Based on Pat Moffett’s stirring memoir, the autobiographical drama Ice Cream in the Cupboard tackles the devastation of Alzheimer’s disease. The film opens with the unexpected meet-cute and first date of a fresh-faced Pat (Garrett Mercer) and the spirited Carmen (Andrea London). Then, a sudden flash forward thrusts us into the present, where the couple, now in their 50s, have two children and are celebrating their anniversary. Their marriage is stable and loving, aside from Carmen’s (Claudia Ferri) sporadic physical and verbal attacks on Pat (Dana Ashbrook). She also has random memory lapses where she leaves ice cream in the cupboard, or worse, forgets where her house is.
A visit to the doctor leads to the terrible discovery that Carmen has early onset Alzheimer’s. Director Drew Pollins artfully puts the audience inside her muddled and deteriorating mind through the use of hazy and blindingly white shots; these disorienting images convey her overwhelming confusion and struggle to hold on to her intellect. Ferri’s remarkable performance captures a fiery woman whose glow is gradually fading. It is heartbreaking to see how much she regresses to a childlike state where she has to attend daycare.
Ashbrook gives a sturdy performance as the supportive and devoted Pat who strives to do his best and remain positive despite the distressing situation. Carmen and Pat’s authentic and tender relationship is put into poignant focus through Pollins’ use of flashback. Seeing what they once had makes it all the more painful to witness Carmen’s waning cognizance. Pollins uses these flashbacks sparingly so that they pack an emotional punch.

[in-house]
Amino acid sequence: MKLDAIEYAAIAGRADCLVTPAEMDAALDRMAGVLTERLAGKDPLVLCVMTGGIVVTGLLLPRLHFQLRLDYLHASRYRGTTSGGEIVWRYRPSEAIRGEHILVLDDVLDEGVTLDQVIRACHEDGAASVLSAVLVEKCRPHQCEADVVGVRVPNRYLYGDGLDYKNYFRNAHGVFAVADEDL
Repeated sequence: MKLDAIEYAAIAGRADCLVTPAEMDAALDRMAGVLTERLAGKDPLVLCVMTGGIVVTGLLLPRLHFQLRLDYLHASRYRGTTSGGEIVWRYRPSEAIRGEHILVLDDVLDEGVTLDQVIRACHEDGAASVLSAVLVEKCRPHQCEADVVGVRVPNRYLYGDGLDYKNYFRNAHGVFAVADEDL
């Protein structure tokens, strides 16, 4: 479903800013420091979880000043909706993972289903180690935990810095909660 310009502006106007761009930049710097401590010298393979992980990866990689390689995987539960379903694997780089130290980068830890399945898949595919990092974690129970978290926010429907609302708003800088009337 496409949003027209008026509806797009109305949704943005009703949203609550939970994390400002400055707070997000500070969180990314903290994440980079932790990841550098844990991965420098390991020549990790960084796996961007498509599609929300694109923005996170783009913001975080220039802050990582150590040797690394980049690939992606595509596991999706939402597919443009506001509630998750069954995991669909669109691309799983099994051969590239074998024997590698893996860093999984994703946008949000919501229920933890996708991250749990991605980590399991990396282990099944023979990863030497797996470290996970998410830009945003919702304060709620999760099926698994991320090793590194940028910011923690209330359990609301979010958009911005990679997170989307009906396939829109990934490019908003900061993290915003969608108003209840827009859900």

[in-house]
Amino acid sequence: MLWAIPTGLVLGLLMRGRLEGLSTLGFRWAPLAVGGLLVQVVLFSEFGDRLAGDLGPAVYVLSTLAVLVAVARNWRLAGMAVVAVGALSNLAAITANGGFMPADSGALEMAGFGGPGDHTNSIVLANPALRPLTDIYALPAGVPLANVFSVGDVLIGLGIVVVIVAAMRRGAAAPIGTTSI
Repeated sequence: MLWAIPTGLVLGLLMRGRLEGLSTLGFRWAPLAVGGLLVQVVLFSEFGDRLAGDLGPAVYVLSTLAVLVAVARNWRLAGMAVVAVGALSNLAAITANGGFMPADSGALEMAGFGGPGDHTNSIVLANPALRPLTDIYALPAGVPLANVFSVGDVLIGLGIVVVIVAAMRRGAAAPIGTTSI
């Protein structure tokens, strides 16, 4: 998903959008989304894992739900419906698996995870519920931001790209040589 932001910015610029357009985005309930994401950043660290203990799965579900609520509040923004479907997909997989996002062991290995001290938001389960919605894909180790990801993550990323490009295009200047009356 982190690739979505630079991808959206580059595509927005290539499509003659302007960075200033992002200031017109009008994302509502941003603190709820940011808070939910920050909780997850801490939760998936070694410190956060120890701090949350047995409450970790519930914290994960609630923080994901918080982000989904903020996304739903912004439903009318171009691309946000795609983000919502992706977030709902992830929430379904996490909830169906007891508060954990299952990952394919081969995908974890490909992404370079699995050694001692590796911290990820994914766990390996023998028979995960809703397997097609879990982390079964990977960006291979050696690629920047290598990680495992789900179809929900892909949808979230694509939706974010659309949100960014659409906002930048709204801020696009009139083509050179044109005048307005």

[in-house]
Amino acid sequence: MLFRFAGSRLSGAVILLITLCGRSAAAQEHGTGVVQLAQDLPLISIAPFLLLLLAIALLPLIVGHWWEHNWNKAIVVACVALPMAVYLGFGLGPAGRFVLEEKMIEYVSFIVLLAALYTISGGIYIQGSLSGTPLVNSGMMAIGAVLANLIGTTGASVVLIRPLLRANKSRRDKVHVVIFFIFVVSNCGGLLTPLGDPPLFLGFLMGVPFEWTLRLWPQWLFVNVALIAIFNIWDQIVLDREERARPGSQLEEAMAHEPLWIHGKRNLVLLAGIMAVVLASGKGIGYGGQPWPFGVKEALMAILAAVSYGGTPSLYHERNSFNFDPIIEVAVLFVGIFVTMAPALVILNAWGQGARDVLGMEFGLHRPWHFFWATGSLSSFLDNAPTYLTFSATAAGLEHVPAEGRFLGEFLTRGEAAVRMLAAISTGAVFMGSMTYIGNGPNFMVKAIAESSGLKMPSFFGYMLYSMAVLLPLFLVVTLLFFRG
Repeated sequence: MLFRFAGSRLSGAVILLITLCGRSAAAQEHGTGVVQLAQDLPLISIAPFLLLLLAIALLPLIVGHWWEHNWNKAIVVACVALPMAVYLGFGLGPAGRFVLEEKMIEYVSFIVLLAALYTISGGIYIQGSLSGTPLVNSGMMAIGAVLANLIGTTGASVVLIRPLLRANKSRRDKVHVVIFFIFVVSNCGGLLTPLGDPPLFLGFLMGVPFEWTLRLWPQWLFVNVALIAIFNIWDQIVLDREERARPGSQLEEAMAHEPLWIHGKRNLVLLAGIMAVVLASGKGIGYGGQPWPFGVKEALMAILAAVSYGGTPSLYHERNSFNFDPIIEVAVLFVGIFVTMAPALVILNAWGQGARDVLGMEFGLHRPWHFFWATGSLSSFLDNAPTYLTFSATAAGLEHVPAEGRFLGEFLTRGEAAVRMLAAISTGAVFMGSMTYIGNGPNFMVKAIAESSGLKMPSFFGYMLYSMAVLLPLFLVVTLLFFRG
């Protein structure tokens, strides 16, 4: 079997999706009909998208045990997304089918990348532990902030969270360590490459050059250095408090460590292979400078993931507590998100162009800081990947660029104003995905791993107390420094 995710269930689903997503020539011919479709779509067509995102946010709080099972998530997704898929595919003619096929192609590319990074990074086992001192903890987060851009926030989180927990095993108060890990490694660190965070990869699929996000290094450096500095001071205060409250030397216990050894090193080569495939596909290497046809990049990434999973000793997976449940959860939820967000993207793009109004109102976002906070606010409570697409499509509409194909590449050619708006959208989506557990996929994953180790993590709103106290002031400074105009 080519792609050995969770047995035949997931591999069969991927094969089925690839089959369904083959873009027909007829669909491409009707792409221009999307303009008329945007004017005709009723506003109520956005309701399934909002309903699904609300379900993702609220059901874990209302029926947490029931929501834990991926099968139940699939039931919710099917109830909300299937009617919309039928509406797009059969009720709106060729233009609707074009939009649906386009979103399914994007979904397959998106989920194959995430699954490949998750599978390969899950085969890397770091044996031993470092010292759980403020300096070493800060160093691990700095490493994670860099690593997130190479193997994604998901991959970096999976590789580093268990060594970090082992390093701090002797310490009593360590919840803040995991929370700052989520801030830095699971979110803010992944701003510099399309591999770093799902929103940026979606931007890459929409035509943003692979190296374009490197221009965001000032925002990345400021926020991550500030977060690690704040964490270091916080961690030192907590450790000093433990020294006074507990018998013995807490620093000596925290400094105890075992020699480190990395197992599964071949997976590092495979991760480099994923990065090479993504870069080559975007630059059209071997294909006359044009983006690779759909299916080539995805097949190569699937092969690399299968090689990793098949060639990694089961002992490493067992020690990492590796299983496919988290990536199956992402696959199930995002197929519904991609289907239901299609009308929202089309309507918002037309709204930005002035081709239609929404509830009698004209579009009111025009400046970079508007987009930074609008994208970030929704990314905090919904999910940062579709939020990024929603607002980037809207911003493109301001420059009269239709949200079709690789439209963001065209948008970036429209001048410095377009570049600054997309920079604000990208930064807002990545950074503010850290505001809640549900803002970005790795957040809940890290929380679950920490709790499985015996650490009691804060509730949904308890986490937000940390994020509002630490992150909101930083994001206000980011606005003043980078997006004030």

Ice Cream in the Cupboard is a raw and realistic depiction of Alzheimer’s that is sorrowful without being cloying. It sheds light on the more violent aspects of the disease that are rarely talked about.
Many families dealing with this tragic illness will be able to relate to Pat and Carmen’s situation. Grounded by two strong central performances, the film offers a refreshing portrayal of an older couple’s intimacy. The piercing ending reminds us how lucky we are to love someone and ultimately our memories, even if they are lost, can never be erased.
Ice Cream in the Cupboard is available on digital now
by Caroline Madden
Caroline is the author of Springsteen as Soundtrack. Her favourite films include Dog Day Afternoon, Baby It’s You, Inside Llewyn Davis, and The Lord of the Rings. She is the Assistant Editor of Video Librarian and does social media for Passion River Films. She has an MA degree in Cinema Studies from SCAD. You can follow her on Twitter @crolinss.
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